Historically, the British public have taken preference to owning a home over renting. However, this has seen a recent shift.
Today’s reality is one of property prices that have outstripped wage increases by quite some margin. Therefore, renting seems the more attractive option to many.
New lending rules mean that buying a home can be tricky as well as expensive – especially when you add in stamp duty, legal fees and other additional costs. But, owning a house has many perks also.
So, what are the pros and cons of buying a home? We weigh in on the issue.
Rent or buy - the debate
Until recently, renting was seen only as a means for saving money - a temporary solution. Home ownership was seen as the ultimate goal! The mentality was ‘why rent when you can buy?’
But, this isn’t always the case anymore. For many, rent payments leave it impossible for some people to save money. With the prices of monthly rent ever increasing, particularly in London, owning a home can feel like a distant dream - even though there are ways to improve your chances of getting a mortgage.
However, for some, renting is a choice. With sky-high house prices and associated extra costs, it’s easy to see the negatives of purchasing a home.
So, which side are you on?
Pros of owning a home
Now we know the reasons behind why some are conflicted over buying, it’s time to delve into the advantages and disadvantages.
Let’s start with the positives! Here are some of the key advantages of buying a house.
Your house, your rules
One of the best perks of buying a house? You make the rules!
Living in your own freehold property means you get to call the shots. You can choose the décor, who lives there, how many pets you have and what to do with any outside space.
You also have the potential to make significant structural changes, if planning allows. This enables you to completely change the look and feel of a property over time.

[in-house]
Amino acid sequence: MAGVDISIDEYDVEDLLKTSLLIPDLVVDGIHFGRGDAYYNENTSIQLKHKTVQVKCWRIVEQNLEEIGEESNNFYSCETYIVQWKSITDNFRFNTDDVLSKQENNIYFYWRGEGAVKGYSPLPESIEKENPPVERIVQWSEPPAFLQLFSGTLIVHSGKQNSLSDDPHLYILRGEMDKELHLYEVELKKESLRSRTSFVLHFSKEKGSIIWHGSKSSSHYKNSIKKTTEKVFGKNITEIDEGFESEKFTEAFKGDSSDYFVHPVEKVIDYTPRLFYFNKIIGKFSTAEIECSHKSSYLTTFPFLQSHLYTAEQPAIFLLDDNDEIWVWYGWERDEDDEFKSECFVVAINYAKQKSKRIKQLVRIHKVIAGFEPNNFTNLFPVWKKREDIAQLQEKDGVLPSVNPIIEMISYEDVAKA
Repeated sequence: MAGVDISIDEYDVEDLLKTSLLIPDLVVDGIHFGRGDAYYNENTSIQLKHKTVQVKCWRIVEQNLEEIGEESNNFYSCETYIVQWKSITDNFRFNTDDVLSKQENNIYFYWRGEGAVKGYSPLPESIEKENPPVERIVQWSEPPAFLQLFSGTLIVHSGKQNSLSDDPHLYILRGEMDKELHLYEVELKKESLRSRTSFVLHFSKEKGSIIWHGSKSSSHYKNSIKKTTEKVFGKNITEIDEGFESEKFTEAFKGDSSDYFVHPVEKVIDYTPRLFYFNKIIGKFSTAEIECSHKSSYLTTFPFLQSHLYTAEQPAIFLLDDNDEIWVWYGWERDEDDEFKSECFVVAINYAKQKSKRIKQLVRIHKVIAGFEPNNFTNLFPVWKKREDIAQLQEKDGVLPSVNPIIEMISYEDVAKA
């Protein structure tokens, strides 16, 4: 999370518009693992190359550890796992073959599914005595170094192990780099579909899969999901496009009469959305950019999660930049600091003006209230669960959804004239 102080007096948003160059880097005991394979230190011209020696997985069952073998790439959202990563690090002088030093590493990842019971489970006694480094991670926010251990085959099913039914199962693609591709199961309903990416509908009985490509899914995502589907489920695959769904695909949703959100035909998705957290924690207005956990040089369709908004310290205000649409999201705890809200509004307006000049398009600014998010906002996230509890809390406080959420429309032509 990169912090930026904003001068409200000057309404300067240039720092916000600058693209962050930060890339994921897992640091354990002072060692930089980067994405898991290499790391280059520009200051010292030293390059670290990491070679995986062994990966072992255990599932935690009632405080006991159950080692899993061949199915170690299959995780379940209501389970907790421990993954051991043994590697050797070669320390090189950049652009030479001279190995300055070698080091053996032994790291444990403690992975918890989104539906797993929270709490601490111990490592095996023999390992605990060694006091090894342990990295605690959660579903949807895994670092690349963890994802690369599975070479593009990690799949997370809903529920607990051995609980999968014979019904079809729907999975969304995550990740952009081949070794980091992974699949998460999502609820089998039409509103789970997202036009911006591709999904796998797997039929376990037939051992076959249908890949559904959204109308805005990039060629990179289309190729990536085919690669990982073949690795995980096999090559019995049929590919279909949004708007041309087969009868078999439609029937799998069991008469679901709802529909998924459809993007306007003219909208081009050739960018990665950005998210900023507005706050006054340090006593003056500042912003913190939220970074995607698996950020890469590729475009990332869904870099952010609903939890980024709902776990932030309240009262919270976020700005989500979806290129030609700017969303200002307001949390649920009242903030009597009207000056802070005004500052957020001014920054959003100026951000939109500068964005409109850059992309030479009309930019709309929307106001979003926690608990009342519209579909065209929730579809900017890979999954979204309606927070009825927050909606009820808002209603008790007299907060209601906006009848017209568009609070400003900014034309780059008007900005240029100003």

With a leasehold property, you retain many of the same advantages of personal choice, although the overriding Head Lease may restrict things like structural alterations and the keeping of pets.
If you own your property, you have the freedom to make choices that a tenant may not.
Buying a house is an investment
When you rent a home you have nothing to show for it at the end of your tenancy. All of those monthly payments have allowed you to live there, but once that money’s gone, it’s gone!
When you buy a property, a proportion of your mortgage payments and the money you spend on renovations or improvements are effectively investing in your asset. It’s an ongoing situation which, if done sensibly, should reward you at a later date.
You’re not tied into a tenancy agreement
In a rental property, the landlord controls when you leave. Most tenancies are for an initial term of 6 to 12 months. The tenancy agreement will also include a notice period (usually 2 months) which the landlord can use to get the property back at the end of a fixed term or during a periodic tenancy.
Once they serve the notice you have to leave, irrespective of whether you want to do so. Buying a home gives you complete control over the decision to move.
Resolve issues fast
Another upside of owning property is control. You handle any issues that arise yourself. Landlords are renowned for dealing with problems at a leisurely pace.
If you have a broken shower or damp issue in a room, you take ownership of finding a resolution. This means you can fix it at your own speed, within your budget, to a quality that satisfies you. There’s no need to rely on anyone else.
Become part of the local community
Buying a house helps you settle down for the long term. This helps you become part of the local community. From local facilities to schools, you and your family can find a place to call home. Owning property in an area gives us a sense of belonging and permanency.
Own the property outright